Specialising in authentic tonkotsu ramen, the 24-cover restaurant prepares the Japanese soup by boiling meticulously washed pork bones and constantly skimming the soup during cooking.
Noodles will be made on site with a machine imported from Japan, which uses a specific brand of flour enriched with protein and alkaline salts for a bouncy, firm noodle that ‘stands up’ to the broth.
Customers will be able to request how firm they like their noodles, and the menu will include Kanada-Ya’s signature ramen of hand-made noodles, tonkotsu broth, secret sauce (imported from the original restaurant, and hand-made by founder Kanada Kazuhiro), wood ear fungus mushroom (kikurage), finely sliced spring onion, charsiu pork belly and a sheet of nori.
Variations will include a Moyashi ramen with blanched beansprouts, and Charsiu-men ramen, which replaces the standard charsiu pork belly with large slices of charsiu pork collar. Regular ramen will be priced at £10, with a little premium for the two variations.
The menu will initially stick to ramen, but a gyoza recipe is in development and will be added to the mix in the future. However, the offering will remain simple to reflect the original Japanese concept.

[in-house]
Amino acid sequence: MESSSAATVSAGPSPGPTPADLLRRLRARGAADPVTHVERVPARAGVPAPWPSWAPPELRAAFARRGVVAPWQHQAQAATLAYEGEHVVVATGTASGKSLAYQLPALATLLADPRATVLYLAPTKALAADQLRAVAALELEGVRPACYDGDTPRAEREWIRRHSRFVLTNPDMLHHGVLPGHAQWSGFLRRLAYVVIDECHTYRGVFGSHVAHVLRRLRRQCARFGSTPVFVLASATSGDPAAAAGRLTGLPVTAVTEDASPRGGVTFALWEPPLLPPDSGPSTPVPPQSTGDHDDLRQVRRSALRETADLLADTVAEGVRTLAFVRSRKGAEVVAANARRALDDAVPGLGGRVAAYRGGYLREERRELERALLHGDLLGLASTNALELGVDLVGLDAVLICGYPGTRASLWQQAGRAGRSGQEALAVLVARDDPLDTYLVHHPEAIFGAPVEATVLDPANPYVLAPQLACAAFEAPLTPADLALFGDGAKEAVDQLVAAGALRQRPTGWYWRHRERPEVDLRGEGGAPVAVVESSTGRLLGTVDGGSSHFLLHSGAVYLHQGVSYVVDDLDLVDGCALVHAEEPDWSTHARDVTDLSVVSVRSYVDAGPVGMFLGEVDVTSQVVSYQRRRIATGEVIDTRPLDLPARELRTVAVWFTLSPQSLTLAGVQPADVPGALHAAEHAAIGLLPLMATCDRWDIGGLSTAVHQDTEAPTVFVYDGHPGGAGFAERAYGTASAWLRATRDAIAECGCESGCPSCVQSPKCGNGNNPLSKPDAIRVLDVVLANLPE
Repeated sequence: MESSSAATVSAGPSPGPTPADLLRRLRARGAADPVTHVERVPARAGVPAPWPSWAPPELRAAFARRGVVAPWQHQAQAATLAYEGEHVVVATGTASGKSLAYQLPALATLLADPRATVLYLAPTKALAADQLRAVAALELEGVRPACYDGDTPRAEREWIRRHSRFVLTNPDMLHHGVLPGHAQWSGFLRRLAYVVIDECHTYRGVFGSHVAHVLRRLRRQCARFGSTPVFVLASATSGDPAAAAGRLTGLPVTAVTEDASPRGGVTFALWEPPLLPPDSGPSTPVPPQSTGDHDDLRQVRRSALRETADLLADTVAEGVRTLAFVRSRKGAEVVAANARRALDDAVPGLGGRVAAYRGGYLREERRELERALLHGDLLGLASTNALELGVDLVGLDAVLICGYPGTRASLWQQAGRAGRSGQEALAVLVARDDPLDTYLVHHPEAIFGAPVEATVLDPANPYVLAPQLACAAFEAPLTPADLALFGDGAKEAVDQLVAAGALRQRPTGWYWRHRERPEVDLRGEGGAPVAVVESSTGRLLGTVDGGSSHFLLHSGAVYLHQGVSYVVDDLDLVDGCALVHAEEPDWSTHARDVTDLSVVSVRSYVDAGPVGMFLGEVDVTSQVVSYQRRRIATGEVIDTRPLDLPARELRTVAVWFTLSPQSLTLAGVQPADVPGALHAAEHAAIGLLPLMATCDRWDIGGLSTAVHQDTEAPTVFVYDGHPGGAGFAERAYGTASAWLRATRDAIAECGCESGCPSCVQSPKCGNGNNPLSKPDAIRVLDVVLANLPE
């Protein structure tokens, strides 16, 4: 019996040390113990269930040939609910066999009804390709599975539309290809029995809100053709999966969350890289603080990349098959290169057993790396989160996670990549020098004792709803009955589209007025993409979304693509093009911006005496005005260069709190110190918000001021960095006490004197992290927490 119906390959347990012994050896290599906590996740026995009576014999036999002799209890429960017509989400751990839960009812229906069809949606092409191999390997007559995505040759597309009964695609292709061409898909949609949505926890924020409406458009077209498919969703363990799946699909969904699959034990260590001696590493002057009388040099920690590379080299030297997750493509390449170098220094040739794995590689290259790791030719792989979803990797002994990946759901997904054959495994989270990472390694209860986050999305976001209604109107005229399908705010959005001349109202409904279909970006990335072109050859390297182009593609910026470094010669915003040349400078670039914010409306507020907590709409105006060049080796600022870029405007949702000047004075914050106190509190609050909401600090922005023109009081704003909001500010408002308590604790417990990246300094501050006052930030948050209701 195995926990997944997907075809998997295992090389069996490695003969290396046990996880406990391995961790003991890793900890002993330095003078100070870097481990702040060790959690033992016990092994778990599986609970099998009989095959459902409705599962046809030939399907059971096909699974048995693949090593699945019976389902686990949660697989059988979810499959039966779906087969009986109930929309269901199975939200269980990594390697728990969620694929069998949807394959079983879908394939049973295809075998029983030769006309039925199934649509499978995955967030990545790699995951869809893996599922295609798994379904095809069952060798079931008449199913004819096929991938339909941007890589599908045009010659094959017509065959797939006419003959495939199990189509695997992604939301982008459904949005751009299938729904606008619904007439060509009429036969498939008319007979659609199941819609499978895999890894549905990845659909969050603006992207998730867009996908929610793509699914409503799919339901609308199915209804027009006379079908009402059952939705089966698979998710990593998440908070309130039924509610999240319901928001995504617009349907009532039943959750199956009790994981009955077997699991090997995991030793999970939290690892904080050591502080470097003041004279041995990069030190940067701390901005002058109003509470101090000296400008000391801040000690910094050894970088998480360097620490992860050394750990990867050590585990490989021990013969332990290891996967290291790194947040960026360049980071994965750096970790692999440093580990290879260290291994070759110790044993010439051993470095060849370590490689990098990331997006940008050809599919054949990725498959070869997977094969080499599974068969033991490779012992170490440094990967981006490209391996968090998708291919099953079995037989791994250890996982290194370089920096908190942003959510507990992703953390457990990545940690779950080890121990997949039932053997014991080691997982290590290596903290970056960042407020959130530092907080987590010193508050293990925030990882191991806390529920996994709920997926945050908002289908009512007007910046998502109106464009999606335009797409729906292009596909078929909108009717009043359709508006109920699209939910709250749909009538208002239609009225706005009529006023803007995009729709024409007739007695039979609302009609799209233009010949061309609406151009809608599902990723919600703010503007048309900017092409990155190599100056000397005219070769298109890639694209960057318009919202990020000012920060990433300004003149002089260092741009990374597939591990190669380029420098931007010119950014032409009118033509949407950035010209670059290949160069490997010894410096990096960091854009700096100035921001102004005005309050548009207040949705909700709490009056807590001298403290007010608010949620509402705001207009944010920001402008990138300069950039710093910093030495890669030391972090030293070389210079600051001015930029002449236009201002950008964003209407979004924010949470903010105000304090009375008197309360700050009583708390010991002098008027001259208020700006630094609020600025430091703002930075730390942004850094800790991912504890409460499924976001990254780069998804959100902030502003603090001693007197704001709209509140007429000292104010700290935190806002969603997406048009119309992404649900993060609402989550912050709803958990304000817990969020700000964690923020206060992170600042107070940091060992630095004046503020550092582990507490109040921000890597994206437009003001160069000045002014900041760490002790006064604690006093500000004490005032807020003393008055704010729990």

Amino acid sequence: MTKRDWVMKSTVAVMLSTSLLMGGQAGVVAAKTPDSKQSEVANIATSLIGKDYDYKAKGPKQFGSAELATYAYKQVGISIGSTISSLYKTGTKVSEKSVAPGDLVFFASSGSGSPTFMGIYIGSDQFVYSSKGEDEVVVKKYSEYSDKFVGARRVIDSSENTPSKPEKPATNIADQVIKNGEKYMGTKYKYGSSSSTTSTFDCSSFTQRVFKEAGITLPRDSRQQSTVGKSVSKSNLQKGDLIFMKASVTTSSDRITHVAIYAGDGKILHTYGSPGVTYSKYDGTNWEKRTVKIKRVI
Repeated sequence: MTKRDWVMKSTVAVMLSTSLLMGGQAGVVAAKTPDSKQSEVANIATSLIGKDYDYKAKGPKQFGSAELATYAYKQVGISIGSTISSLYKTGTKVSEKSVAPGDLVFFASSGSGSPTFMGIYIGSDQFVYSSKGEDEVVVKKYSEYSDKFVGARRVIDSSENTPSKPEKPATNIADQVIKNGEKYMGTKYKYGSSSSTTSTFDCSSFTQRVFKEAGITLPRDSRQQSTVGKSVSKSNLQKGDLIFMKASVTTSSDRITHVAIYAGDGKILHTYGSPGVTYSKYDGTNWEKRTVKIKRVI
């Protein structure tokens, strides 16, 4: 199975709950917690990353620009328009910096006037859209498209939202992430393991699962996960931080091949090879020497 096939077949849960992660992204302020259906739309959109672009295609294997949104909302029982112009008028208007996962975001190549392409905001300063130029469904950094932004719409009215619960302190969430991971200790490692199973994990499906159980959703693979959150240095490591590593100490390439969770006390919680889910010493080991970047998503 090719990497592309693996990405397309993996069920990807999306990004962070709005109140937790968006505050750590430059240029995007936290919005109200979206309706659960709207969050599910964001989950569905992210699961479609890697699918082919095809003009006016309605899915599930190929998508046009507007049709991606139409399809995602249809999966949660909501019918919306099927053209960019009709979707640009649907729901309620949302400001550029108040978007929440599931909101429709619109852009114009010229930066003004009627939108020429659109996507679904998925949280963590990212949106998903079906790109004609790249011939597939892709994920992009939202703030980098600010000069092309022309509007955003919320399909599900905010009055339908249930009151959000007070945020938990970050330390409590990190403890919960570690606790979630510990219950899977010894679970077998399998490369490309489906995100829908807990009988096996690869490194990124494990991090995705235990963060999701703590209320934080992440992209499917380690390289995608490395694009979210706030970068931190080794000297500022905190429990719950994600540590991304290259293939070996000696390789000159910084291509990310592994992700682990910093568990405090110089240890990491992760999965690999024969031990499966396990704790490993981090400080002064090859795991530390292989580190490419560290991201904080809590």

Aaron Burgess-Smith, the restaurant’s UK director, explained to BigHospitality how the venue will differentiate itself from the ever-growing number of ramen shops in London.
“We are very authentic. When we’re trying to translate what’s happening in Japan and moving it to Hong Kong and London, nothing’s changed at all. The guy who founded the original restaurant spent a long time developing a different, very labour-intensive technique.
“He approached various ramen places in Japan to learn, but they’re all very secretive about the process so he basically started from scratch, researching what he thought was the perfect ramen, with a more subtle and delicate taste than the others.”
Kanada-Ya London will be the restaurant’s third venue worldwide, but the UK director is hoping to expand further across the capital and Europe.
“Once we’ve built a brand around this first shop, we’re hoping to expand, particularly in London, and then hopefully further, taking it to the continent. We’d like to aim for about five shops here before we move to France or Barcelona. We’re also thinking about doing some pop-ups in Manchester and Leeds to see how people respond to it and go from there,” Burgess-Smith added.